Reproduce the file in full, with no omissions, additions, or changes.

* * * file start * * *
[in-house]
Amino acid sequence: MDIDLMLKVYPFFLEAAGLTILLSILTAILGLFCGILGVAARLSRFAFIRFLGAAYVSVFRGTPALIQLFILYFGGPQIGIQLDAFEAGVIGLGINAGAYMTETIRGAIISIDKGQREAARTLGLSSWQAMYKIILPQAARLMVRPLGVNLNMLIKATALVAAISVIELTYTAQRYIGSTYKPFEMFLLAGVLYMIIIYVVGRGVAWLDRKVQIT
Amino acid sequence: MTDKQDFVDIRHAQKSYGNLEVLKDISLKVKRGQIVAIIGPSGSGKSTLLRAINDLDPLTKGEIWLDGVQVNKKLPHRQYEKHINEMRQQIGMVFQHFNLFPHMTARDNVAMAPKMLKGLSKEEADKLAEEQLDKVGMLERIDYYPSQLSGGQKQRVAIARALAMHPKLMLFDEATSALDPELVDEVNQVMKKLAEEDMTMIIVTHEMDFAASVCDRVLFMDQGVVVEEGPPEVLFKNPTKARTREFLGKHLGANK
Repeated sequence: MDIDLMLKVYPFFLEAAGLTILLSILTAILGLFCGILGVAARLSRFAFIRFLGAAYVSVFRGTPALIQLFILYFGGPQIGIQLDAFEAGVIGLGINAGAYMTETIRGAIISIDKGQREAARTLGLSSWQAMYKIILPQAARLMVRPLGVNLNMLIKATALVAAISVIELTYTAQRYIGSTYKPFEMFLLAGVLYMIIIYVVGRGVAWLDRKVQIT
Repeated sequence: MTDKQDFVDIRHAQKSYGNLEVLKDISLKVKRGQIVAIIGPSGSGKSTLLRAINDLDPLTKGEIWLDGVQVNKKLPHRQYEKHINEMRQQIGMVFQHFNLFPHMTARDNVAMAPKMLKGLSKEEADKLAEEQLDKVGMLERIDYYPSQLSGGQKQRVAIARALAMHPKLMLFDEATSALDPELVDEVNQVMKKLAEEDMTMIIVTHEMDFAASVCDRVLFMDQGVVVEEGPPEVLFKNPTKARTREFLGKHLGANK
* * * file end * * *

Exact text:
[in-house]
Amino acid sequence: MDIDLMLKVYPFFLEAAGLTILLSILTAILGLFCGILGVAARLSRFAFIRFLGAAYVSVFRGTPALIQLFILYFGGPQIGIQLDAFEAGVIGLGINAGAYMTETIRGAIISIDKGQREAARTLGLSSWQAMYKIILPQAARLMVRPLGVNLNMLIKATALVAAISVIELTYTAQRYIGSTYKPFEMFLLAGVLYMIIIYVVGRGVAWLDRKVQIT
Amino acid sequence: MTDKQDFVDIRHAQKSYGNLEVLKDISLKVKRGQIVAIIGPSGSGKSTLLRAINDLDPLTKGEIWLDGVQVNKKLPHRQYEKHINEMRQQIGMVFQHFNLFPHMTARDNVAMAPKMLKGLSKEEADKLAEEQLDKVGMLERIDYYPSQLSGGQKQRVAIARALAMHPKLMLFDEATSALDPELVDEVNQVMKKLAEEDMTMIIVTHEMDFAASVCDRVLFMDQGVVVEEGPPEVLFKNPTKARTREFLGKHLGANK
Repeated sequence: MDIDLMLKVYPFFLEAAGLTILLSILTAILGLFCGILGVAARLSRFAFIRFLGAAYVSVFRGTPALIQLFILYFGGPQIGIQLDAFEAGVIGLGINAGAYMTETIRGAIISIDKGQREAARTLGLSSWQAMYKIILPQAARLMVRPLGVNLNMLIKATALVAAISVIELTYTAQRYIGSTYKPFEMFLLAGVLYMIIIYVVGRGVAWLDRKVQIT
Repeated sequence: MTDKQDFVDIRHAQKSYGNLEVLKDISLKVKRGQIVAIIGPSGSGKSTLLRAINDLDPLTKGEIWLDGVQVNKKLPHRQYEKHINEMRQQIGMVFQHFNLFPHMTARDNVAMAPKMLKGLSKEEADKLAEEQLDKVGMLERIDYYPSQLSGGQKQRVAIARALAMHPKLMLFDEATSALDPELVDEVNQVMKKLAEEDMTMIIVTHEMDFAASVCDRVLFMDQGVVVEEGPPEVLFKNPTKARTREFLGKHLGANK